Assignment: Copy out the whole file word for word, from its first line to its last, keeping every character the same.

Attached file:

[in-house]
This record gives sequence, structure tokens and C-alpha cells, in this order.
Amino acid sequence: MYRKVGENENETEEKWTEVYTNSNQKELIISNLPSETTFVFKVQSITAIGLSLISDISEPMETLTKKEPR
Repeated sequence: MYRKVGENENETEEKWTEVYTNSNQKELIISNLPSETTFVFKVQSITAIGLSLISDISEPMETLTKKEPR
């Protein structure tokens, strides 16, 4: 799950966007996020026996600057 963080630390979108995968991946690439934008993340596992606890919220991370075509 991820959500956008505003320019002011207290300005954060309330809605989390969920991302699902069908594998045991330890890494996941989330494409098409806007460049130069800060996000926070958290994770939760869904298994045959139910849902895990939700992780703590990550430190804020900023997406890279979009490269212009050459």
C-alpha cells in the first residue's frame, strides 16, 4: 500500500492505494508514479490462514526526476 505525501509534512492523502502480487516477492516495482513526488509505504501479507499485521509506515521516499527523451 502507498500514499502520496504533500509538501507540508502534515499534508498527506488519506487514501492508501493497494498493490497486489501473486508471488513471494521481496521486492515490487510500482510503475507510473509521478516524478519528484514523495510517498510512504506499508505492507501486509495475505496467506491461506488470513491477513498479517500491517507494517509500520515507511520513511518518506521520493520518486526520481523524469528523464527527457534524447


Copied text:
[in-house]
This record gives sequence, structure tokens and C-alpha cells, in this order.
Amino acid sequence: MYRKVGENENETEEKWTEVYTNSNQKELIISNLPSETTFVFKVQSITAIGLSLISDISEPMETLTKKEPR
Repeated sequence: MYRKVGENENETEEKWTEVYTNSNQKELIISNLPSETTFVFKVQSITAIGLSLISDISEPMETLTKKEPR
């Protein structure tokens, strides 16, 4: 799950966007996020026996600057 963080630390979108995968991946690439934008993340596992606890919220991370075509 991820959500956008505003320019002011207290300005954060309330809605989390969920991302699902069908594998045991330890890494996941989330494409098409806007460049130069800060996000926070958290994770939760869904298994045959139910849902895990939700992780703590990550430190804020900023997406890279979009490269212009050459």
C-alpha cells in the first residue's frame, strides 16, 4: 500500500492505494508514479490462514526526476 505525501509534512492523502502480487516477492516495482513526488509505504501479507499485521509506515521516499527523451 502507498500514499502520496504533500509538501507540508502534515499534508498527506488519506487514501492508501493497494498493490497486489501473486508471488513471494521481496521486492515490487510500482510503475507510473509521478516524478519528484514523495510517498510512504506499508505492507501486509495475505496467506491461506488470513491477513498479517500491517507494517509500520515507511520513511518518506521520493520518486526520481523524469528523464527527457534524447